(10) Near-road Nitrogen Dioxide (NO2) Monitoring. In accordance with the final NO2 National Ambient Air Quality Standards (NAAQS), state and local air pollution control agencies (grantees) are required to establish near-road monitoring stations to ensure the collection of data necessary for determining compliance with the standard as well as to protect human health and the environment. Grantees will purchase capital equipment and work with local Department of Transportation agencies to ensure unique siting criteria are met in the establishment of the new monitoring stations.
Types of Assistance (060):
PROJECT GRANTS
Uses and Use Restrictions (070):
Grants and cooperative agreements are available to support recipients' allowable direct costs incident to approved Surveys, Studies, Research, Investigations, Demonstrations and Special Purpose plus allowable indirect costs, in accordance with established EPA policies and regulations. Assistance agreement awards under this program may involve or relate to geospatial information. Further information regarding geospatial information may be obtained by viewing the following website: http://geodata.epa.gov.

Grant recipients and sub-recipients are encouraged to adopt and enforce policies that ban text messaging while driving company-owned or -rented vehicles or government-owned vehicles, or while driving privately-owned vehicles when on official government business or when performing any work for or on behalf of the government. Grant recipients and sub-recipients are encouraged to conduct initiatives of the type described in section 3(a) of the Federal Leadership on Reducing Text Messaging While Driving Executive Order that was signed on October 1, 2009.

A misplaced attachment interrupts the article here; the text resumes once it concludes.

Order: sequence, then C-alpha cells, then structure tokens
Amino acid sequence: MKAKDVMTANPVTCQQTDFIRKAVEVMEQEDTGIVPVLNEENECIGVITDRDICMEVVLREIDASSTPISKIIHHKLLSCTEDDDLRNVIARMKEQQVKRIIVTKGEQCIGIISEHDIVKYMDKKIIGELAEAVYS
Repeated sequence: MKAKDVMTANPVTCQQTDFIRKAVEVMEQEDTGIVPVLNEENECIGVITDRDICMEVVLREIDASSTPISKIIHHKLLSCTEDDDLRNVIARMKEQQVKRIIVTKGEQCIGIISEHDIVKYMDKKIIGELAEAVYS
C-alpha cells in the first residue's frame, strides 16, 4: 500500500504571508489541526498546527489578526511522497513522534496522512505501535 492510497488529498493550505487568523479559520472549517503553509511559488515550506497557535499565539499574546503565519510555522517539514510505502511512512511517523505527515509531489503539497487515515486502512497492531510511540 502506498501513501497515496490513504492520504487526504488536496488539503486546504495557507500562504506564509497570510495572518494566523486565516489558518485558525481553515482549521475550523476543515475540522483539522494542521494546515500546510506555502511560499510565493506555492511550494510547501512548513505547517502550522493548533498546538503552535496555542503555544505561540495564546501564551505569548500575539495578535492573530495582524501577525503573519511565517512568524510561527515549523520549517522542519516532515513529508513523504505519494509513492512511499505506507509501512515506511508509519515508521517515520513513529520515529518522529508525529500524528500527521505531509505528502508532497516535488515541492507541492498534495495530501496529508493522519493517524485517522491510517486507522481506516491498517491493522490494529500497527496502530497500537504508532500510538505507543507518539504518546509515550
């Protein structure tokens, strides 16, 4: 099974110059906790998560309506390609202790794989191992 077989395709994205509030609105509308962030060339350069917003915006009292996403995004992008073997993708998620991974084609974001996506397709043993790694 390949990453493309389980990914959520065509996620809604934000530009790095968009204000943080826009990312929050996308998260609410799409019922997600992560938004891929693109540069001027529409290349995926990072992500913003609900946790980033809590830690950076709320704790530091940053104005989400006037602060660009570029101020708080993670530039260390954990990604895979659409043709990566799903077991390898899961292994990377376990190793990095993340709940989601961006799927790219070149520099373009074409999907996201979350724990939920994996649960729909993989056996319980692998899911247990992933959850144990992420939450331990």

Eligibility Requirements (080)
Applicant Eligibility (081):
Assistance under this program is generally available to States, local governments, territories, Indian Tribes, and possessions of the U.S., including the District of Columbia, international organizations, public and private universities and colleges, hospitals, laboratories, other public or private nonprofit institutions, which submit applications proposing projects with significant technical merit and relevance to EPA's Office of Air and Radiation's mission. Eligibility for projects awarded or competed exclusively with State and Tribal Assistance Grant (STAG) funds is limited to air pollution control agencies, as defined in section 302(b) of the Clean Air Act that are also eligible to receive grants under section 105 of the Clean Air Act, and/or federally recognized tribes and inter-tribal consortia, consisting of federally recognized tribe members. For certain competitive funding opportunities under this CFDA description, the Agency may limit eligibility to compete to a number or subset of eligible applicants consistent with the Agency's Assistance Agreement Competition Policy.